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KipuKai Kuali’i says he’ll run for County Council seat in 2018

LIHUE — KipuKai Kuali’i said he tried to hold it together while addressing the public at the last Kauai County Council meeting.

“At our recent meeting, I got choked up as I was giving my remarks of aloha and mahalo, knowing how much I would miss my council services ohana,” he said.

Kuali’i, who served as a councilmember from 2011 to 2016, ran for another term on the Kauai County Council in this year’s election but came in in eighth in the race for seven council seats.

He received 10,450 votes and came in just behind Mason Chock, who received 10,947.

During his time on the council, Kualii is proud of four measures he introduced and were passed:

w Resolution No. 2015-44, which urged Hawaii’s Congressional Delegation to address excessive campaign spending by passing amendments that clarified that corporations are not people with constitutional rights, in particular electoral rights, and that unlimited campaign spending is not free speech.

  • Resolution No. 2015-57, which supported economic justice for Hawaii’s working families: living wage, paid sick leave, paid family and medical leave, and right to organize.
  • Resolution No. 2016-20, which expressed the support of the Council of the County of Kauai for the Federal Equality Act, and urging the United States Congress to ensure its swift passage.
  • Resolution No. 2016-36, which expressed the support of the Council of the County of Kauai for the proposed Adolescent Treatment and Healing Center.

For the council as a whole, Kuali’i said he’s proud that under Mel Rapozo, council chair, meetings have run more efficiently and the council initiated performance audits for county operations.

Working for the community has been a joy, Kuali’i said.

“I’ve been here before, and the job is too important to me. So I will keep at it; I will continue to support the community in any way I can, and I will be back,” said Kuali’i, who plans to run for council in 2018,

His resume includes working as a union leader while working in the finance department at the city of West Hollywood, Calif. He also worked for two years at the Civil Rights Department at the American Federation of Labor – Congress of Industrialized Organizations in Washington, D.C.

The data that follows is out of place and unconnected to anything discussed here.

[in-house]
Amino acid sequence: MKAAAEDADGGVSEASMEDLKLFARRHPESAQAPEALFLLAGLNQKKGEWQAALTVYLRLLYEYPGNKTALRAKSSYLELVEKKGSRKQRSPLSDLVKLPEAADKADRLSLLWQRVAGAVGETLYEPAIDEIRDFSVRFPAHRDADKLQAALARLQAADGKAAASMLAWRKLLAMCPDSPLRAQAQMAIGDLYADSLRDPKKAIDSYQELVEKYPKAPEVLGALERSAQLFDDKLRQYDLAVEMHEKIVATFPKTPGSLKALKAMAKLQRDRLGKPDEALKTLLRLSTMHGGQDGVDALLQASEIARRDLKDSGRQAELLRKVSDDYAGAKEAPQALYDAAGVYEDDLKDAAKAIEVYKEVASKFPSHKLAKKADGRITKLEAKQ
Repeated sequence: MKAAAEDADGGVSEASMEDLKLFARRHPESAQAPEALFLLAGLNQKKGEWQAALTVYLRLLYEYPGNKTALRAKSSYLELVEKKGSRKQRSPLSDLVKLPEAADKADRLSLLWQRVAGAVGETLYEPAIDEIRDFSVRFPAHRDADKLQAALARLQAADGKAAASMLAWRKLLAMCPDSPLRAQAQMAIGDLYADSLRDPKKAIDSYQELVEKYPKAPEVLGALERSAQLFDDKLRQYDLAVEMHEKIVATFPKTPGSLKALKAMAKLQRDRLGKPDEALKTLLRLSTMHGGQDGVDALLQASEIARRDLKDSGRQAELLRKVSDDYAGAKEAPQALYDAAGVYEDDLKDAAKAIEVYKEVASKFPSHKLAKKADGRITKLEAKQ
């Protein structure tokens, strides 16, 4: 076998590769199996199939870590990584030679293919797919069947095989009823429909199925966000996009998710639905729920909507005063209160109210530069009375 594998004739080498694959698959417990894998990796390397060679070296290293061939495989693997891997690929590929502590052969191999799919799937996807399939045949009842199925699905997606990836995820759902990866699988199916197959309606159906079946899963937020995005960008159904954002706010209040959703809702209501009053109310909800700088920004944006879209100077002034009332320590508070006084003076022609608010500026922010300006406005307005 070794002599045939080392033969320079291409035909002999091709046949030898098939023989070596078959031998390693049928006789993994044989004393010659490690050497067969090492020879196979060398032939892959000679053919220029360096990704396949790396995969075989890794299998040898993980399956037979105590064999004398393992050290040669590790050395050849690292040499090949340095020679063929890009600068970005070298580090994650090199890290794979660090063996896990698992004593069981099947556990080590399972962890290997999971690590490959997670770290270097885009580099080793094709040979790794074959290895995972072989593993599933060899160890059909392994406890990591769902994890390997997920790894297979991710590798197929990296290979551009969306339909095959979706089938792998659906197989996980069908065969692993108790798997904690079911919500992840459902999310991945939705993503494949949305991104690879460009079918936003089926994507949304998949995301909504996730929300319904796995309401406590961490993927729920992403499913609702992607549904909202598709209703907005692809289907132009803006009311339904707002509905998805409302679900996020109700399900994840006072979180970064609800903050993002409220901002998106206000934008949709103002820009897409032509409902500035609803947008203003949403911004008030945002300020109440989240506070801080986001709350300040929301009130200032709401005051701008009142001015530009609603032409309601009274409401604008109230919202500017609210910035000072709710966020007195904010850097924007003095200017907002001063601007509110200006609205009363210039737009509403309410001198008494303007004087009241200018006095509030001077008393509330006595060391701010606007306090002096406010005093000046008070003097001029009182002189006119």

After returning to Kauai 15 years ago, Kuali’i was a leader with the United Public Workers and helped lead volunteer efforts with several county and state campaigns.

He first ran for a council seat in 2008 and finished ninth.

“All of our campaigns have basically been small and grassroots; fueled primarily by the volunteerism and support of family and close friends,” he said.

Kuali’i, 54, was born and raised in Puhi and lives in Anahola. He said he felt compelled to a life dedicated to community service from a young age.

“Perhaps, because of my Catholic upbringing, having attended Immaculate Conception School, having lived in a union household in old Puhi Camp and having attended The Kamehameha Schools where the legacy of Princess Bernice Pauahi Bishop was instilled in me; a legacy of service to community,” he said.

For Kuali’i, the most rewarding part about being a councilmember was having the opportunity to build strong relationships.

“Also, the sense of accomplishment you feel when you’re able to provide constituents with the information they need or when you’re able to help resolve a problem,” he said.

Kuali’i’s hope for Kauai includes no increase in taxes and the protection of ag land.

“For our people, I hope that our council, mayor and administration does everything they can to more efficiently deliver core services and address challenges without raising taxes and fees,” he said. “For our islands, I hope that our council, mayor and administration does everything they can to protect our agricultural lands, natural resources and public access, as well as preserve our special places, cultural sites and open space.”

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